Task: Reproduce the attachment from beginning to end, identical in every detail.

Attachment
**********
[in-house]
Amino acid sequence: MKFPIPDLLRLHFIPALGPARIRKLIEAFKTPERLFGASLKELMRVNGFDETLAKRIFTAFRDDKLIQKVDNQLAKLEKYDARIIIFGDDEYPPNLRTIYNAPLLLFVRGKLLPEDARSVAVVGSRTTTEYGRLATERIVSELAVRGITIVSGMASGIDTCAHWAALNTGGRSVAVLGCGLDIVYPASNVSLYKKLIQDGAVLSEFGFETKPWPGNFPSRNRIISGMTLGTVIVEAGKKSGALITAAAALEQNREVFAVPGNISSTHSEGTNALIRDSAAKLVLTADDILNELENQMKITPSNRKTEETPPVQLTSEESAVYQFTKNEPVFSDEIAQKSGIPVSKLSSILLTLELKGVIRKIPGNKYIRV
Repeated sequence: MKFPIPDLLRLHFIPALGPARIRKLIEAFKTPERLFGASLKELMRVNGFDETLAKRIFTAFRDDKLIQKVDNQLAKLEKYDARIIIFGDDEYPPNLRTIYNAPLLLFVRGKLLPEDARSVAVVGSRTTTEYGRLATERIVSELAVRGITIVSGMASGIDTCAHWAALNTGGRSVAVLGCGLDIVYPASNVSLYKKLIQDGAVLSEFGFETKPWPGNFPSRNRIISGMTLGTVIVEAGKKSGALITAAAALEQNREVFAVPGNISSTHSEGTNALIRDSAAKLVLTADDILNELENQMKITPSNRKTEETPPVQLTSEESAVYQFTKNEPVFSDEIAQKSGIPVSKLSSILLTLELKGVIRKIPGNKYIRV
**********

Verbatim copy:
[in-house]
Amino acid sequence: MKFPIPDLLRLHFIPALGPARIRKLIEAFKTPERLFGASLKELMRVNGFDETLAKRIFTAFRDDKLIQKVDNQLAKLEKYDARIIIFGDDEYPPNLRTIYNAPLLLFVRGKLLPEDARSVAVVGSRTTTEYGRLATERIVSELAVRGITIVSGMASGIDTCAHWAALNTGGRSVAVLGCGLDIVYPASNVSLYKKLIQDGAVLSEFGFETKPWPGNFPSRNRIISGMTLGTVIVEAGKKSGALITAAAALEQNREVFAVPGNISSTHSEGTNALIRDSAAKLVLTADDILNELENQMKITPSNRKTEETPPVQLTSEESAVYQFTKNEPVFSDEIAQKSGIPVSKLSSILLTLELKGVIRKIPGNKYIRV
Repeated sequence: MKFPIPDLLRLHFIPALGPARIRKLIEAFKTPERLFGASLKELMRVNGFDETLAKRIFTAFRDDKLIQKVDNQLAKLEKYDARIIIFGDDEYPPNLRTIYNAPLLLFVRGKLLPEDARSVAVVGSRTTTEYGRLATERIVSELAVRGITIVSGMASGIDTCAHWAALNTGGRSVAVLGCGLDIVYPASNVSLYKKLIQDGAVLSEFGFETKPWPGNFPSRNRIISGMTLGTVIVEAGKKSGALITAAAALEQNREVFAVPGNISSTHSEGTNALIRDSAAKLVLTADDILNELENQMKITPSNRKTEETPPVQLTSEESAVYQFTKNEPVFSDEIAQKSGIPVSKLSSILLTLELKGVIRKIPGNKYIRV